All posts tagged ‘Mobile’

Mobile Browsers Help Users Avoid Bloated Webpages

Stop feeding your website donuts. Image: D. Sharon Pruitt/Flickr.

Websites are getting fatter, dramatically fatter, with the average page size of sites tracked by the HTTPArchive now nearly 1.3 MB. If the current rate of page size increase continues, that number will reach 2MB sometime early next year.

That’s bad for pretty much everyone, but doubly so for mobile users with constrained bandwidth.

Fortunately for mobile users, the network increasingly seems to see large page sizes as damage to route around.

Services like Instapaper, Pocket or Safari’s Reader have long offered an easy way to strip out extraneous content. Now mobile web browsers are increasingly taking it upon themselves to speed up the bloated web.

The recently unveiled WebKit-based Opera Mobile borrows Opera Mini’s proxy-based Turbo Mode, or “Off Road” mode as it’s known now. Once only deemed necessary for feature phones (Opera Mini’s primary market) proxy-based browsing will soon be available in all Opera browsers.

Google’s Chrome for Android browser is getting ready to follow suit.

The beta channel release of Chrome for Android recently introduced an experimental data compression feature which Google says will “yield substantial bandwidth savings.” Chrome’s compression is nowhere near the level of Opera’s, but it does roughly the same thing — puts a proxy server between the user and the bloated site in question and then applies various speed improvements like using the SPDY protocol and compressing images with WebP.

To turn on the compression head to chrome:flags and look for the “enable experimental data compression” option.

Here’s Google’s description of the various optimizations:

For an average web page, over 60% of the transferred bytes are images. The proxy optimizes and transcodes all images to the WebP format, which requires fewer bytes than other popular formats, such as JPEG and PNG. The proxy also performs intelligent compression and minification of HTML, JavaScript and CSS resources, which removes unnecessary whitespace, comments, and other metadata which are not essential to render the page. These optimizations, combined with mandatory gzip compression for all resources, can result in substantial bandwidth savings.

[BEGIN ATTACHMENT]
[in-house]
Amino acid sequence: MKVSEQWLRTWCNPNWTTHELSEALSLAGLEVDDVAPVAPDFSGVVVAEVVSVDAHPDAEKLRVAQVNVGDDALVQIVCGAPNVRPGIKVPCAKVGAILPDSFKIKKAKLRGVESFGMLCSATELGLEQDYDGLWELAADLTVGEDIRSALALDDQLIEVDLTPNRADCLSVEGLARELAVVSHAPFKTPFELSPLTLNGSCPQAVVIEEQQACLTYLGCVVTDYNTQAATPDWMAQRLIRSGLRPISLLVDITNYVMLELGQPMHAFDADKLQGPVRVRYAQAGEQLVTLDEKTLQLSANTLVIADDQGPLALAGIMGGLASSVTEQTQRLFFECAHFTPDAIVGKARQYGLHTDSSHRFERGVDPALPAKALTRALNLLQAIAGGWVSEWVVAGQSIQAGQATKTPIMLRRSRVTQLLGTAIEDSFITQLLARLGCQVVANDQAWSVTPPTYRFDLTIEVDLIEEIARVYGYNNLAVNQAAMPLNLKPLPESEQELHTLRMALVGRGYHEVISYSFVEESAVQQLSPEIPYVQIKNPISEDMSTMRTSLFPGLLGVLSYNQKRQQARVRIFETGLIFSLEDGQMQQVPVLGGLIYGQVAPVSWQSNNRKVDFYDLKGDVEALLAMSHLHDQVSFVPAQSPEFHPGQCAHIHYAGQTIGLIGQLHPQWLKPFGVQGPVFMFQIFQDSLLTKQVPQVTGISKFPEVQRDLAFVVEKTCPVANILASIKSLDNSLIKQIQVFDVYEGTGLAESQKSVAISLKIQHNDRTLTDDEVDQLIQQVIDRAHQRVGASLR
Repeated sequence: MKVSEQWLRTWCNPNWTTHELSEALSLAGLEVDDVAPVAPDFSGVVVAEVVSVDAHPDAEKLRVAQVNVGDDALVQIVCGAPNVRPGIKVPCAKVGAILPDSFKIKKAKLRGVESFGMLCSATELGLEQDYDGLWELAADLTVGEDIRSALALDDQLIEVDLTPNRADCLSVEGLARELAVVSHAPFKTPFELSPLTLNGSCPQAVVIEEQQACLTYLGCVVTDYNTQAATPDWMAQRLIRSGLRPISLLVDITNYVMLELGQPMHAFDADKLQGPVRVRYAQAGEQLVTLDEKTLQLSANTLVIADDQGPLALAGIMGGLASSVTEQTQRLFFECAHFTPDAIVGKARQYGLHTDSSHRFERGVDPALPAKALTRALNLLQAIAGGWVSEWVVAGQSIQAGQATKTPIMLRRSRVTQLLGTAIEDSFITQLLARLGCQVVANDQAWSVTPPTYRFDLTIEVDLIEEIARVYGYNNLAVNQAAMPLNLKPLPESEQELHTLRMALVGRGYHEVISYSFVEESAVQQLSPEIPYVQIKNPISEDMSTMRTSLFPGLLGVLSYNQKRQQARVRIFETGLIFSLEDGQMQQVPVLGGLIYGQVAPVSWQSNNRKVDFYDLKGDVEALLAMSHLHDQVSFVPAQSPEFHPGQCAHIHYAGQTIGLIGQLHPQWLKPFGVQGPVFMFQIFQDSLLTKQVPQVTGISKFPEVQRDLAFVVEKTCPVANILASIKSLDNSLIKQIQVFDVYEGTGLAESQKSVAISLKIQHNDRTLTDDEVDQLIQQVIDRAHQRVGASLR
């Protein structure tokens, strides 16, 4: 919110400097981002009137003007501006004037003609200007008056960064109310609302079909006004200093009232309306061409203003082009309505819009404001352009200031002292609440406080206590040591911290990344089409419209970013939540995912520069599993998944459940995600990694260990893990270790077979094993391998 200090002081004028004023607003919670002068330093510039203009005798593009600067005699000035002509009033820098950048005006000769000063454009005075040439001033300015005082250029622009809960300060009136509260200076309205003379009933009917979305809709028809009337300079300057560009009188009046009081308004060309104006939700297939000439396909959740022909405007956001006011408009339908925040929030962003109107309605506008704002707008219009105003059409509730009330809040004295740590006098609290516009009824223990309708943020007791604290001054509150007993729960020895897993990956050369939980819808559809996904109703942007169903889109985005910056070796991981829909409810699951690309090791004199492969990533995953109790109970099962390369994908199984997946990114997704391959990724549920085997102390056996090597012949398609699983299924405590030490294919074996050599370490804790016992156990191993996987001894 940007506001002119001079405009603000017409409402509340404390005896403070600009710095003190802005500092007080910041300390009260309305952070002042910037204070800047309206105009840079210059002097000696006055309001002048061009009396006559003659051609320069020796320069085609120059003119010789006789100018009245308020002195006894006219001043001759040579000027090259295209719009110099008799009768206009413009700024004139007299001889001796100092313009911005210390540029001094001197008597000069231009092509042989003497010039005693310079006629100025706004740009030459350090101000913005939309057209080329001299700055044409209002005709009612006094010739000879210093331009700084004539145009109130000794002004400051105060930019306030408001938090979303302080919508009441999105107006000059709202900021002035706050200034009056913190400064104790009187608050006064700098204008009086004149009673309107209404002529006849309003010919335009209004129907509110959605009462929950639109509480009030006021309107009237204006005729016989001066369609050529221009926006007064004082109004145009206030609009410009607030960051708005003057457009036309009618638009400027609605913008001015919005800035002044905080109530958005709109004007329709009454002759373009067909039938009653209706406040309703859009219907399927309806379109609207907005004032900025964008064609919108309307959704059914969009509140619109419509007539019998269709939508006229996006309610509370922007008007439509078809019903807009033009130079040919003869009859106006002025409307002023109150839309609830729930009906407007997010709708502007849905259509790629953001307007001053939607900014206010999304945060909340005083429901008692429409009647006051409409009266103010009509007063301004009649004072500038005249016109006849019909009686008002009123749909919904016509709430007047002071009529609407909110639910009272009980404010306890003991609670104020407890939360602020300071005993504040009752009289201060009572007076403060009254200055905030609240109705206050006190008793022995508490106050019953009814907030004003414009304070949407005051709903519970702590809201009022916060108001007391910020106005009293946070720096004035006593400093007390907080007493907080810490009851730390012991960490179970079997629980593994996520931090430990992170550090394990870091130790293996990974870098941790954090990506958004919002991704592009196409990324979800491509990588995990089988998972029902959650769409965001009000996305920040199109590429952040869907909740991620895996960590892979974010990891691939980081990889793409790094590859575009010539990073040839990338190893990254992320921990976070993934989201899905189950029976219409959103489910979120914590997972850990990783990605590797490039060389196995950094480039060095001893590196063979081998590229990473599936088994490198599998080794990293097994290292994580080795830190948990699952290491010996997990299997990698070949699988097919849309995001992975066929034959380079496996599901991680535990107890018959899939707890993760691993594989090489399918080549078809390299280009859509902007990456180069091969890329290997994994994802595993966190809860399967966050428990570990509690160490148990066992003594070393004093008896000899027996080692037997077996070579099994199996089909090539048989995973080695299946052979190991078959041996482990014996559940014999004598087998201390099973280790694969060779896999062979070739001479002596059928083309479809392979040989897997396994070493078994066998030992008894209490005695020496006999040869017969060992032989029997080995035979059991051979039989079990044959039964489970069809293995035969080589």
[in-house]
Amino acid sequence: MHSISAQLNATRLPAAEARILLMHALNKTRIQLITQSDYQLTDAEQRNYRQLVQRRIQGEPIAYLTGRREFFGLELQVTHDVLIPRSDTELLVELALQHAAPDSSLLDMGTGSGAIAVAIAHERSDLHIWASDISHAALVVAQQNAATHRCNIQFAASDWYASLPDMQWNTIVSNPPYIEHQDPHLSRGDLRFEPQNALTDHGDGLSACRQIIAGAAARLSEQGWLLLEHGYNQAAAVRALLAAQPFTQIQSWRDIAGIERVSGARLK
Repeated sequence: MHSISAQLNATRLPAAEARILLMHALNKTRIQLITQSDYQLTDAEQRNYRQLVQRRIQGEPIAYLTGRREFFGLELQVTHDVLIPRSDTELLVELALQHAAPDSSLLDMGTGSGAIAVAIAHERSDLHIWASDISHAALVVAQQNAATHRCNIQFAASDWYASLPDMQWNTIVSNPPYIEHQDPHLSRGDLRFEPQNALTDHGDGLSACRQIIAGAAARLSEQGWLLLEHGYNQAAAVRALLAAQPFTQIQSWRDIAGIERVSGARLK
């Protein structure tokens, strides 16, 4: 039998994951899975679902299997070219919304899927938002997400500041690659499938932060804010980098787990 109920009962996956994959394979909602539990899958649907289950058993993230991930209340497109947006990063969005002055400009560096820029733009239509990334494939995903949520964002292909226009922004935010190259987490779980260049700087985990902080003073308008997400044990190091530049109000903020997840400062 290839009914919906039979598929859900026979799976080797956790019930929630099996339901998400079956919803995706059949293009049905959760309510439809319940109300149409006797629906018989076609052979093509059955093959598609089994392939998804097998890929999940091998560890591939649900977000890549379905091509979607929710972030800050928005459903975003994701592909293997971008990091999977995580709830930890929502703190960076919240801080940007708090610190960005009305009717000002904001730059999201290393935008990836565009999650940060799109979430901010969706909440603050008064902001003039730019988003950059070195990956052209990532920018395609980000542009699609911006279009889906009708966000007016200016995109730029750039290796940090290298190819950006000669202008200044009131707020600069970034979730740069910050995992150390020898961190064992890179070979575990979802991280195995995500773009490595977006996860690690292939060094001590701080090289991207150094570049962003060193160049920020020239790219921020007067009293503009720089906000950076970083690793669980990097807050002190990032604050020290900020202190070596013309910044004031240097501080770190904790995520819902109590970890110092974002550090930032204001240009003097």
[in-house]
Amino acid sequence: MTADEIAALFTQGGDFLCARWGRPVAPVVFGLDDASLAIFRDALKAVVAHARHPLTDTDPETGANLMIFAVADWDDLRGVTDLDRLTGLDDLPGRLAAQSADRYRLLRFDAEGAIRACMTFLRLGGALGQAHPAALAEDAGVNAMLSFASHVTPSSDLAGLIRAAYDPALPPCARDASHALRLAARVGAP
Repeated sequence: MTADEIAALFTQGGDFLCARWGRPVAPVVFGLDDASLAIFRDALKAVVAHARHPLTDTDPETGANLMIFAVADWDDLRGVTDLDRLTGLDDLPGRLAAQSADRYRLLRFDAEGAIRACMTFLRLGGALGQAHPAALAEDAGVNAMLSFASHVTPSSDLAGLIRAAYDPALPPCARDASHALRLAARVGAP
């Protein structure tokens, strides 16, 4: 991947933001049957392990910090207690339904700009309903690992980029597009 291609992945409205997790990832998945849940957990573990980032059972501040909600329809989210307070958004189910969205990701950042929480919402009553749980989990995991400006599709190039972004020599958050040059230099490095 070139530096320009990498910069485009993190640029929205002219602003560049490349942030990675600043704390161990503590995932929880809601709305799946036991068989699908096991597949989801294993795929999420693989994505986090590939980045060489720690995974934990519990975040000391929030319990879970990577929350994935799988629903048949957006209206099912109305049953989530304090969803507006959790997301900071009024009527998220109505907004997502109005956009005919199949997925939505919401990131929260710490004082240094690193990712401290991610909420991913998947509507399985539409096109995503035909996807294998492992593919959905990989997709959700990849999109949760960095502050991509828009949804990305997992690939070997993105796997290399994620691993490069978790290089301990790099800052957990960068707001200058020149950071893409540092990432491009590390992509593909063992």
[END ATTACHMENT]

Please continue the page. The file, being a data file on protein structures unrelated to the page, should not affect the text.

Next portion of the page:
In other words, Google and Opera are doing what web developers ought to be doing but aren’t. Just like developers should have been making reader-friendly pages, but weren’t, so “reader” modes were born.

It works too. In the video embedded below Google’s Pete Le Page shows how Chrome’s new proxy options take a page from The Verge and reduce it from a husky 1.9MB to a still fat, but somewhat better 1.2MB.

Want to make sure the internet doesn’t see your site as damage it needs to route around? Check out developer Brad Frost’s article Prioritizing Performance in Responsive Design, which has a ton of great advice and links, including what I think is the most important thing developers can do: Treat Performance As Design. In other words, if your site isn’t svelte and fast, it’s not well designed no matter how pretty it might look.

[Note: It is not ironic to post about web page bloat on a page that is, arguably, pretty bloated.]

File Under: Mobile, Web Basics

Bandwidth and the Mobile Web Browser

Your website’s view of the tubes. Photo: Stig Nygaard /Flickr

High-resolution screens on mobile devices present web developers with an interesting conundrum — the screens are capable of displaying very high-res images, but on a mobile device bandwidth may be limited. What’s a web developer to do?

The answer, for now, is that there is no good answer; be it bandwidth or image quality you’re going to have to compromise somewhere.

That’s why mobile expert Peter-Paul Koch thinks browsers need to start broadcasting the connection speed of the device. “Browsers, especially mobile ones, should give information about the speed of the connection they’re on,” writes Koch in a recent blog post exploring just what that might look like and how web developers might use that information.

Here’s what Koch thinks developers need:

  1. We need an HTTP header, so that a server-side script can use the information to decide whether to send the lowsource or high-res images. Let’s call it X-Connection-Speed for now.
  2. A JavaScript property, say navigator.connectionSpeed, also makes sense.
  3. Chris Coyier proposed a bandwidth media query with matching min-bandwidth and max-bandwidth. Sure, why not?